Because It's True
Not infrequently, Catholics are asked to give reasons for why they are Catholic. This, in itself, is not a bad thing. After all, St. Peter himself says "Always be prepared to make a defense to any one who calls you to account for the hope that is in you" (1 Peter 3:15). What is often troubling, however, is the account we give. I wish I had a nickel for every time I heard Catholics "make defenses" in this way:
"I'm Catholic because it suits my personal life style. Being a Catholic just feels right to me. Plus, the Catholic Faith can help us weather the many changes of a hectic and uncertain world. Its family values are solid, it has a good school system, and it strikes a good balance between being too conservative and too liberal. I just like the special feeling I get at Christmas and Easter. Ritual and a touch of mysticism is important to psychological health."
And so on and so on. In his wonderful book, The Screwtape Letters, C. S. Lewis offers us commentary on the human condition via His Abysmal Under Secretary Screwtape, a senior devil in the lowerarchy of Hell. Screwtape waxes enthusiastic about these sorts of "defenses of the Faith" because they are, in the end, useful to his nefarious purposes. Why is he so fond of them? Because they encourage the "hairless bipeds" (that'd be us) to embrace Christ and his church for shaky (and therefore easy to destroy) reasons. In the words of Screwtape, the goal of the demonic tempter, if his human "patient" shows an interest in "religion", is to derail that patient into believing the Faith "not because it's true, but for some other reason. That's the game."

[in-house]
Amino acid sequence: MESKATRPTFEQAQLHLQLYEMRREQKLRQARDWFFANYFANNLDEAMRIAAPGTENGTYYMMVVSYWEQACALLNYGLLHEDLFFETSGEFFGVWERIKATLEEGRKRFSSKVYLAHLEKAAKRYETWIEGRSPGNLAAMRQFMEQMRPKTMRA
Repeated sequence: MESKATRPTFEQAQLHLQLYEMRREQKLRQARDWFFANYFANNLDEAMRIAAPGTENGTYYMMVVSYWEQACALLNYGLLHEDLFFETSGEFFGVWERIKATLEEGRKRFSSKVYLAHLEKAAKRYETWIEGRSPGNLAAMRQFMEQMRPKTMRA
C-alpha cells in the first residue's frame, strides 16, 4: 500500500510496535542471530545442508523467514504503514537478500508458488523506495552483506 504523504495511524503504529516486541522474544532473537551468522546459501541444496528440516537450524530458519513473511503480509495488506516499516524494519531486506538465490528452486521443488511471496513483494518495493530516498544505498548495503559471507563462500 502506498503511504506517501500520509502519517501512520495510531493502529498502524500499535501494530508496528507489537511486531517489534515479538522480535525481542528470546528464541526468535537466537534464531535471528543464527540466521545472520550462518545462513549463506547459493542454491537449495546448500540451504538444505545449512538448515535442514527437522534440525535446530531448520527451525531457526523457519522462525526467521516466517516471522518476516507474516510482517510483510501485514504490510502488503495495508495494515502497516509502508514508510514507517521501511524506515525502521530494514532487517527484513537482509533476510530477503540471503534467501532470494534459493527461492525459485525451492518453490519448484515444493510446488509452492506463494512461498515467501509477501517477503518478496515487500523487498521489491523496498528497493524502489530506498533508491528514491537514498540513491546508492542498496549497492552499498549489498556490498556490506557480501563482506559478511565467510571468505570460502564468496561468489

If we embrace such a temptation, we will be Catholic for as long as we have "special feelings" at Christmas and Easter, or as long as the school system remains good, or as long as the Faith "suits my personal life style" or political leanings, or whatever. The moment these things--or we--change and our tastes come into conflict with the Church's teaching we will cease to be Catholic. Or rather, we will begin to show that we never really were.